Acting on information from Mycroft, and on what he has learnt thus far, Holmes identifies a person of interest, Hugo Oberstein, a known agent who left town shortly after Cadogan West’s murder. Some small reconnaissance shows Holmes that Oberstein’s house backs onto an above-ground Underground line, and that, owing to traffic at a nearby junction, trains often stop right under his windows. It seems clear now that Cadogan West’s body was laid on the train roof — the evidence shows that he was not dropped from a height — just there. The only remaining questions are about who killed him and why.
Holmes and Dr. Watson break into Oberstein’s empty house and examine the windows, finding that the grime has been smudged, and there is a bloodstain. An Underground train stops right under the window. It would be easy to lift a dead man onto a train roof, as was apparently done. Some messages from the Daily Telegraph agony column, all seeming to allude to a business deal, are also found, posted by “Pierrot”, and this gives Holmes an idea. He posts a similarly cryptic message in the Times demanding a meeting, signing it Pierrot, in the hopes that the thief — assuming it is not Cadogan West — might show up at Oberstein’s house.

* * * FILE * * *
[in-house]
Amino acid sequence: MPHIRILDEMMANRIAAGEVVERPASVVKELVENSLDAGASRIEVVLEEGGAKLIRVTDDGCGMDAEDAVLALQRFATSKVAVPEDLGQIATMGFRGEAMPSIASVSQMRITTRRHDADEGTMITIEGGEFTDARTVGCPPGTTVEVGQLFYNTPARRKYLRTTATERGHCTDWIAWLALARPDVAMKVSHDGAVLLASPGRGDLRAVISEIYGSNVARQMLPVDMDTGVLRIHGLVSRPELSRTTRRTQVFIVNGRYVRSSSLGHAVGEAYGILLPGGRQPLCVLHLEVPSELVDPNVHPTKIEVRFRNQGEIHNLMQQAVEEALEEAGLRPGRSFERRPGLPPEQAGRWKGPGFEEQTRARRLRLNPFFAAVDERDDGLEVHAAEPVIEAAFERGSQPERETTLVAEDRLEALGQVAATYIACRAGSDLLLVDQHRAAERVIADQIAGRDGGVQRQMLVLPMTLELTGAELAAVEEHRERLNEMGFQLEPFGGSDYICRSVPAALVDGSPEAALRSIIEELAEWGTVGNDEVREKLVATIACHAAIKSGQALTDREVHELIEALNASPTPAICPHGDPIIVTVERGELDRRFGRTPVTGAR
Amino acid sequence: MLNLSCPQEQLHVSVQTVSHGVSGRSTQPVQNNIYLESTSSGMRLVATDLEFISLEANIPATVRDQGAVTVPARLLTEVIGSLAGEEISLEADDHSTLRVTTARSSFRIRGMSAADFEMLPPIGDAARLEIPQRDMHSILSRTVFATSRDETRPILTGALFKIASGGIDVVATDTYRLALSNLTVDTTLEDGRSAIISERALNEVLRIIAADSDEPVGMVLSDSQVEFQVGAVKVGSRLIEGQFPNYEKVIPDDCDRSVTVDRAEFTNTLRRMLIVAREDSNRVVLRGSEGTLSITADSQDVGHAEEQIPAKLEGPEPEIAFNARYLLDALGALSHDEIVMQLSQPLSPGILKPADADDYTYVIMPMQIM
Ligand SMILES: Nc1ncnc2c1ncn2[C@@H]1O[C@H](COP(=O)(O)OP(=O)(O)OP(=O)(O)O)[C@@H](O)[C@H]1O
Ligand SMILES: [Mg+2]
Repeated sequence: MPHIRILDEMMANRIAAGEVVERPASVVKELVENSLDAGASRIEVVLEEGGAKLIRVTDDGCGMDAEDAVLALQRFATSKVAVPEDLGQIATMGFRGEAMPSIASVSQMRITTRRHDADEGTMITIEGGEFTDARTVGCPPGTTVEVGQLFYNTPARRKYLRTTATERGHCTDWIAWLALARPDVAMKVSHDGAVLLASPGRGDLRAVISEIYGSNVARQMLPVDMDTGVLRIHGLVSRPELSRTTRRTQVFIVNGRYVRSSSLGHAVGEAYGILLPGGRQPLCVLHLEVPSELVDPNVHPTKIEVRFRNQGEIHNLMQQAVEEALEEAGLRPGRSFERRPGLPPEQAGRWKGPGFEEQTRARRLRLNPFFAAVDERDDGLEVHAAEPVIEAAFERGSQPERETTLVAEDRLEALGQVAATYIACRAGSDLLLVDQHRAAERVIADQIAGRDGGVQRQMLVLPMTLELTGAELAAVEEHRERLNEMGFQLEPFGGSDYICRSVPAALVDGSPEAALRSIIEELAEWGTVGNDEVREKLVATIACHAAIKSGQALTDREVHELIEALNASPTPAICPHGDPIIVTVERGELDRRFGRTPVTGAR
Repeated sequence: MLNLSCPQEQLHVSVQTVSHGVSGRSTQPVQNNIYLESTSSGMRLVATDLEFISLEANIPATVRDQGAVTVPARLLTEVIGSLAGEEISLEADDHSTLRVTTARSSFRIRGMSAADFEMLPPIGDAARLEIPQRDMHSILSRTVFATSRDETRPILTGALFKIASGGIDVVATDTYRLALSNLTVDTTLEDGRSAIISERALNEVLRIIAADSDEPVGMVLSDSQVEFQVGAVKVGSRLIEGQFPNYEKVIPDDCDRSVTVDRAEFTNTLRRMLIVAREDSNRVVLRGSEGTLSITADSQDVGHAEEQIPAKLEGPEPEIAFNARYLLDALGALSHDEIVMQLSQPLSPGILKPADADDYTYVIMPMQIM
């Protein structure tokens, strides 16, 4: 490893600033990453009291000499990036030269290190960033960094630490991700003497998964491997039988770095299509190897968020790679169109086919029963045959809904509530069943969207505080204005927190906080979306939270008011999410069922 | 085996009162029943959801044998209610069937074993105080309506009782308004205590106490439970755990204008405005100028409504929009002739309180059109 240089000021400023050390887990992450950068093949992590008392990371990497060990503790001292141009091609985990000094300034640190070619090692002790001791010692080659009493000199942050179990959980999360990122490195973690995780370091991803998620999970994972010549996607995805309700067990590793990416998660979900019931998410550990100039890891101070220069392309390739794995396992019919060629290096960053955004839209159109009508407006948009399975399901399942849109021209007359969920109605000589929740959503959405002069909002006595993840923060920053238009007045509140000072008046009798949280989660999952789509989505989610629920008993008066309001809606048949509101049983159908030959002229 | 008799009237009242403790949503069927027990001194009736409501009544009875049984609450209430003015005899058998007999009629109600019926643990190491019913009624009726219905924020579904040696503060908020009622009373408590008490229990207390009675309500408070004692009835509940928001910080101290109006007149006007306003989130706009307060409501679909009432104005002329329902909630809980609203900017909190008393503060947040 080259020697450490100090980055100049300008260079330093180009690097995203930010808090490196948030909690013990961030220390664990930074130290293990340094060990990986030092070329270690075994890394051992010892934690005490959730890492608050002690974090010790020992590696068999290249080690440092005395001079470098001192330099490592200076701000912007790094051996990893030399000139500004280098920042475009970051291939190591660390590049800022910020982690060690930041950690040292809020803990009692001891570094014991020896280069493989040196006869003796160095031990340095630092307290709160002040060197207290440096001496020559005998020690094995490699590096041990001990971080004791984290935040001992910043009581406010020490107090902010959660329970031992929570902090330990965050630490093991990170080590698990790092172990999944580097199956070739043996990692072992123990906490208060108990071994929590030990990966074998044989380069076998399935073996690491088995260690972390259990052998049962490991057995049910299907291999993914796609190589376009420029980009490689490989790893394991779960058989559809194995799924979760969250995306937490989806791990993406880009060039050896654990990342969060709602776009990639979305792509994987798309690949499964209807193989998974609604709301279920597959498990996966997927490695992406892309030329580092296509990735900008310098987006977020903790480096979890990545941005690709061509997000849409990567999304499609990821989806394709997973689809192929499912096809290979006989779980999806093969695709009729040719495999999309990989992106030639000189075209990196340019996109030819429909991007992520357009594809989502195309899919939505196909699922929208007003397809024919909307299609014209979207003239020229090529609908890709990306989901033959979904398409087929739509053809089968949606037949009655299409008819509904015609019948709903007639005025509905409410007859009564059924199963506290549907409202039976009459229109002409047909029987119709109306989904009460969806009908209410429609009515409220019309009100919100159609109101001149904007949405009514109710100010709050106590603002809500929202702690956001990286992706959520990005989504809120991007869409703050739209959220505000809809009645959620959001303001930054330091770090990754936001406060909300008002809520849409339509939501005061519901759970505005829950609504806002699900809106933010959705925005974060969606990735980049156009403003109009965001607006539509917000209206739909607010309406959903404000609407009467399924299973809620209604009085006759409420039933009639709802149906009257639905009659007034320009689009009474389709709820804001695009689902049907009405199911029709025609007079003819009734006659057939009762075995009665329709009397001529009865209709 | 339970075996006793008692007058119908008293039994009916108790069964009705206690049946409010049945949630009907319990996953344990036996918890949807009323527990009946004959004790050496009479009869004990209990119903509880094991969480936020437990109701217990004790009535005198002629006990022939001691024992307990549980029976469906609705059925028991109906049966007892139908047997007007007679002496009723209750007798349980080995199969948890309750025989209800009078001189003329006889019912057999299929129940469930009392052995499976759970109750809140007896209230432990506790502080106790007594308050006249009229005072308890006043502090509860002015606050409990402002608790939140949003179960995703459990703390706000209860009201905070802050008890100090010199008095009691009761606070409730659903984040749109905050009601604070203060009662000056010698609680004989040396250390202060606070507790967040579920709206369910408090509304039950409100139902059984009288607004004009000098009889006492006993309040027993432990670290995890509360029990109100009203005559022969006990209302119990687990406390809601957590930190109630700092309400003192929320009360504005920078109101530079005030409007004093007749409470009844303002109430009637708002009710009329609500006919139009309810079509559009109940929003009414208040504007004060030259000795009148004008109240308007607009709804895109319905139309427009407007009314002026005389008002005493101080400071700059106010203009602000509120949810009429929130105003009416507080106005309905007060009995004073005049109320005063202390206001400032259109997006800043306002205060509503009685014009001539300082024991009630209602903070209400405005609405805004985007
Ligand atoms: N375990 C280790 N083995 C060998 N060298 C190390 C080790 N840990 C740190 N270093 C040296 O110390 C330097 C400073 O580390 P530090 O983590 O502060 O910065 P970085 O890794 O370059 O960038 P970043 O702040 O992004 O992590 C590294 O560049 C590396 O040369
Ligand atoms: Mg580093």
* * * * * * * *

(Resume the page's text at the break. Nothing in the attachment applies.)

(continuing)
It works. Colonel Valentine shows up and is stunned to find Holmes, Watson, Lestrade, and Mycroft all waiting for him. He confesses to the theft of the plans, but swears that it was Oberstein who killed Cadogan West. Cadogan had followed the Colonel to Oberstein’s and then, injudiciously, intervened. Oberstein beat his head in. Oberstein then decided, over the Colonel’s objections, that he had to keep three of the papers, because they could not be copied in a short time. He then got the idea of putting the other seven in Cadogan West’s pockets and then putting him on a train roof outside his window, reasoning that he would be blamed for the theft when his body was found, when actually, he had only seen the theft in progress and followed the thief.
Colonel Valentine Walter had been deep in debt and had acted out of a need for money. He redeems himself somewhat by agreeing to write to Oberstein, whose address on the Continent he knows, inviting him to come back to England for the fourth, vital page. This ruse also works, and Oberstein is sentenced to 15 years in prison, while the missing pages of the Bruce-Partington plans are recovered from his trunk. Colonel Valentine dies in prison, not long after starting his sentence. Holmes is given an emerald tie pin by Queen Victoria (she is not actually identified by name, but there is little doubt considering the dropped hints and given that the story is set in the year 1895, while she still reigned) for his efforts.
Excellent plot, I recommend this book to all readers that enjoy a well written mystery book, mainly featuring Sherlock Holmes and his friend Dr. Watson.